Influential with his work and his teaching, painter Robert William Vonnoh is known as one of the earliest American painters to bring European Impressionism to his homeland.
His career was distinguished by the remarkable number of portraits he was commissioned to paint (numbering over five hundred), by his direct experiences with Impressionism, and by his long history of teaching, including some of the next generation's most progressive artists such as Maxfield Parrish and Robert Henri.
He had trained at the Academie Julian in Paris in 1880 and studied under Boulanger and Lefebvre. Upon his return to Boston he taught briefly at the Cowles School and the School of the Museum of Fine Arts. After his marriage in 1886 the two returned to France where Vonnoh made a more thorough examination of the Impressionists, whose influences appear immediately in his work of that time.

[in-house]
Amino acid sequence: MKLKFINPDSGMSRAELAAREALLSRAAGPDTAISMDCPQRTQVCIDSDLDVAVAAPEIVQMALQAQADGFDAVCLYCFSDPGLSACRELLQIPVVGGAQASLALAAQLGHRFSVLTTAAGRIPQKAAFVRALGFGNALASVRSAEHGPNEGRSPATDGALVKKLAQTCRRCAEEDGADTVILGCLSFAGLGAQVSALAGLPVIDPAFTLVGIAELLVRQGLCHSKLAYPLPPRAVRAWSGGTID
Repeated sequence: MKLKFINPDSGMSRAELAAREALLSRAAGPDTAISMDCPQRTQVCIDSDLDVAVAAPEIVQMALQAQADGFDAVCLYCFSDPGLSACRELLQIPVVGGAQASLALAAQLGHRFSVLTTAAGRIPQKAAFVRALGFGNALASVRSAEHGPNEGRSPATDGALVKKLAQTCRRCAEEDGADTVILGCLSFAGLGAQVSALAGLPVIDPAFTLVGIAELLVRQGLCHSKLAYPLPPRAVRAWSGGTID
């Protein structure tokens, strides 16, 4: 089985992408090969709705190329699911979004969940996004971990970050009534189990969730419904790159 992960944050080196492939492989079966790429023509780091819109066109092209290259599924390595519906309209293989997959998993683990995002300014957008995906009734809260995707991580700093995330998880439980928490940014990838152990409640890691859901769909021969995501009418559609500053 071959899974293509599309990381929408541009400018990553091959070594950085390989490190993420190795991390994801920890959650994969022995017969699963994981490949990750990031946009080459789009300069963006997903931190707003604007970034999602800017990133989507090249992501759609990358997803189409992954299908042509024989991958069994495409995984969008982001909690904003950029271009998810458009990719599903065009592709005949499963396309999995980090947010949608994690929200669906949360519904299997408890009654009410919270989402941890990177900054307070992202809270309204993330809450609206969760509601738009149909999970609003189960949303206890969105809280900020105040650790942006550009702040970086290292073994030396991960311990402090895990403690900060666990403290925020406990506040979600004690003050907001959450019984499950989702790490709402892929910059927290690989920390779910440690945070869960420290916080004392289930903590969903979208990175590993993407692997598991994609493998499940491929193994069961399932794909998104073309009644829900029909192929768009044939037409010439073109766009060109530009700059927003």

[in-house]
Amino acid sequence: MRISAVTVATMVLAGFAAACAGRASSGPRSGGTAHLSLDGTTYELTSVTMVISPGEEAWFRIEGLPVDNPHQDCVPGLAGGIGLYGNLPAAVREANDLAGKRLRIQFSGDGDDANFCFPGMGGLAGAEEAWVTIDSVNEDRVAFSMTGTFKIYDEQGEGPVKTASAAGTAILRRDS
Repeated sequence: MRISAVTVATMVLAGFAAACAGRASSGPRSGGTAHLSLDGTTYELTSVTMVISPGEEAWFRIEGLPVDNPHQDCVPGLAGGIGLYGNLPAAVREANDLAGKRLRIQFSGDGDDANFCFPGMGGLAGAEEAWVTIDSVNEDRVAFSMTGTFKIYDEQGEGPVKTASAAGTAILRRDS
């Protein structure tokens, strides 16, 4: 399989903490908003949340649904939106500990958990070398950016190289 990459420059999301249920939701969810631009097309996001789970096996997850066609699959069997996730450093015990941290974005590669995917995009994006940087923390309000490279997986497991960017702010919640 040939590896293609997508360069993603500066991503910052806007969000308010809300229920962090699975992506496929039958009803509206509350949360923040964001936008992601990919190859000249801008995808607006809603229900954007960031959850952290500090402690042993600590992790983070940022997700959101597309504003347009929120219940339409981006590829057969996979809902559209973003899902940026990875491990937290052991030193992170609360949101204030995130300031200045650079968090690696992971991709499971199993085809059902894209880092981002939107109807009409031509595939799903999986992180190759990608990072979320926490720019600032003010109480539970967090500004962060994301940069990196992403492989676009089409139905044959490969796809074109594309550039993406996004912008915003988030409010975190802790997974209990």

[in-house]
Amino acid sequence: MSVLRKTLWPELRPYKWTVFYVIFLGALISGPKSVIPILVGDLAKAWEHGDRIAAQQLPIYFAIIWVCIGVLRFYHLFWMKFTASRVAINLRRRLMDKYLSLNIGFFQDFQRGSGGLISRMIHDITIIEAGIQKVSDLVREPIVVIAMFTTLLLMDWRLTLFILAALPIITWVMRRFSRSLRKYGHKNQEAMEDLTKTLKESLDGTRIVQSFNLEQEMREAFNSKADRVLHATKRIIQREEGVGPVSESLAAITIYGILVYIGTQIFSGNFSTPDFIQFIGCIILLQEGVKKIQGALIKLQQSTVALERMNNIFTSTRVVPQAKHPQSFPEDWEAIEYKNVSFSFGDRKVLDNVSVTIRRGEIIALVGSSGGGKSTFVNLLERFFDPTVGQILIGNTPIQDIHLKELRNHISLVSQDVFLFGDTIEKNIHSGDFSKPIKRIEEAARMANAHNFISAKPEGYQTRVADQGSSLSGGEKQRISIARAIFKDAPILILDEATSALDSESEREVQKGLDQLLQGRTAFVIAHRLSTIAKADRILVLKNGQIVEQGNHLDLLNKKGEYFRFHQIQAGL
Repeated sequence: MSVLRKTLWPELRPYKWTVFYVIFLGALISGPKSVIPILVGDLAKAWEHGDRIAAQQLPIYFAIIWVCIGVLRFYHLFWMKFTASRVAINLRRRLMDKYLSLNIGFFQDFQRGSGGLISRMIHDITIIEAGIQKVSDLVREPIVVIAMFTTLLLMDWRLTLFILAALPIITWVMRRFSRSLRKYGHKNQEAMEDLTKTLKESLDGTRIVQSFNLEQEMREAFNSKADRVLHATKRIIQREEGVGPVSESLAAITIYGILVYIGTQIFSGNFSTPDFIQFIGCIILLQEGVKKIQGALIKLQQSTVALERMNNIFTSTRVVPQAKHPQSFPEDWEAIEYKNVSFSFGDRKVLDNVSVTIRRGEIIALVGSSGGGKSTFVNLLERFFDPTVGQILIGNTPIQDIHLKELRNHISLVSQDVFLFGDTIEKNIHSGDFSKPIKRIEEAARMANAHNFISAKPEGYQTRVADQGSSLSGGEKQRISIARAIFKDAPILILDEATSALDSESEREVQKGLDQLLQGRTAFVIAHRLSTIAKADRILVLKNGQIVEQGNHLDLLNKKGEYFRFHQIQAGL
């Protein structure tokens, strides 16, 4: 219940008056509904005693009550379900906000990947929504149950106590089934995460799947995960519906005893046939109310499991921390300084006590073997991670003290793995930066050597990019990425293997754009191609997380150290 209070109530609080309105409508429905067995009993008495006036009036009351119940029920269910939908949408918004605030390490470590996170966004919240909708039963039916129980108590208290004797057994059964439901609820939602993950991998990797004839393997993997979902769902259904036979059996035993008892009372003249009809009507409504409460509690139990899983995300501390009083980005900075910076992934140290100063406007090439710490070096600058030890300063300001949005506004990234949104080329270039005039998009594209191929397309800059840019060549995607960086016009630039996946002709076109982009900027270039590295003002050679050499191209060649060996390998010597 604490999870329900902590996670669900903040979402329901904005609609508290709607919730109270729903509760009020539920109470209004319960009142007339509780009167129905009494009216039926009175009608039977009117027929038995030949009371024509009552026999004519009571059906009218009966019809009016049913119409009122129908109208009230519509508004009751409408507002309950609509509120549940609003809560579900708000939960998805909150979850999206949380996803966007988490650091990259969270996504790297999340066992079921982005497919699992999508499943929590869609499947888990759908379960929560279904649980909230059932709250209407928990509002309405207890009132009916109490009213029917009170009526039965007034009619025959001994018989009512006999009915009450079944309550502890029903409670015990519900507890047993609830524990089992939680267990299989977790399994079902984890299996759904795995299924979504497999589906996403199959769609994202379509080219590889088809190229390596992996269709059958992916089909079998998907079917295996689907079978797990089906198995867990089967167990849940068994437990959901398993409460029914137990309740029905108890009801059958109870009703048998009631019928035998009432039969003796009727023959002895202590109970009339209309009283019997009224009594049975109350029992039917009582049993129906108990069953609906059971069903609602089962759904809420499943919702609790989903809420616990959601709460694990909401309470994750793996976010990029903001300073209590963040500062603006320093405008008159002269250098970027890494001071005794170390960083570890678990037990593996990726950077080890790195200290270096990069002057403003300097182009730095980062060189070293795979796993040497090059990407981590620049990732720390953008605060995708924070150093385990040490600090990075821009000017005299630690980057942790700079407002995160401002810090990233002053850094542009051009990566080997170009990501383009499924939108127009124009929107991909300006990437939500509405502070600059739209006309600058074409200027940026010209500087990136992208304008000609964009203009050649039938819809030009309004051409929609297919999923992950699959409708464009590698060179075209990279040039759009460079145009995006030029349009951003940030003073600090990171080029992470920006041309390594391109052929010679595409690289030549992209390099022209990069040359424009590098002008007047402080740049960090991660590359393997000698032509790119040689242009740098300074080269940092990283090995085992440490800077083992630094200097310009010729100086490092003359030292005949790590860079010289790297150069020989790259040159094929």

Vonnoh's "take" on Impression was a bit looser than the French school, and also relied on brilliant colors, frequently unmixed and laid on with broad strokes.
When he returned to Boston he had his first solo exhibition, and then headed to Pennsylvania to teach at the Academy of Fine Arts. At this point he demonstrated that he still had a great deal of belief in many key points of Academic painting, but was truly committed to the visual possibilities only available through the Impressionistic techniques.
He was made a full member of the National Academy of Design in New York in 1906, as well as playing an active role in several other organizations. He exhibited throughout his career including the Paris Salon and Exposition, the Society of Independent Artists and the Corcoran Gallery. His paintings are in many major collections, including the U.S. Capitol Collection in Washington, D.C. and the Art Institute of Chicago.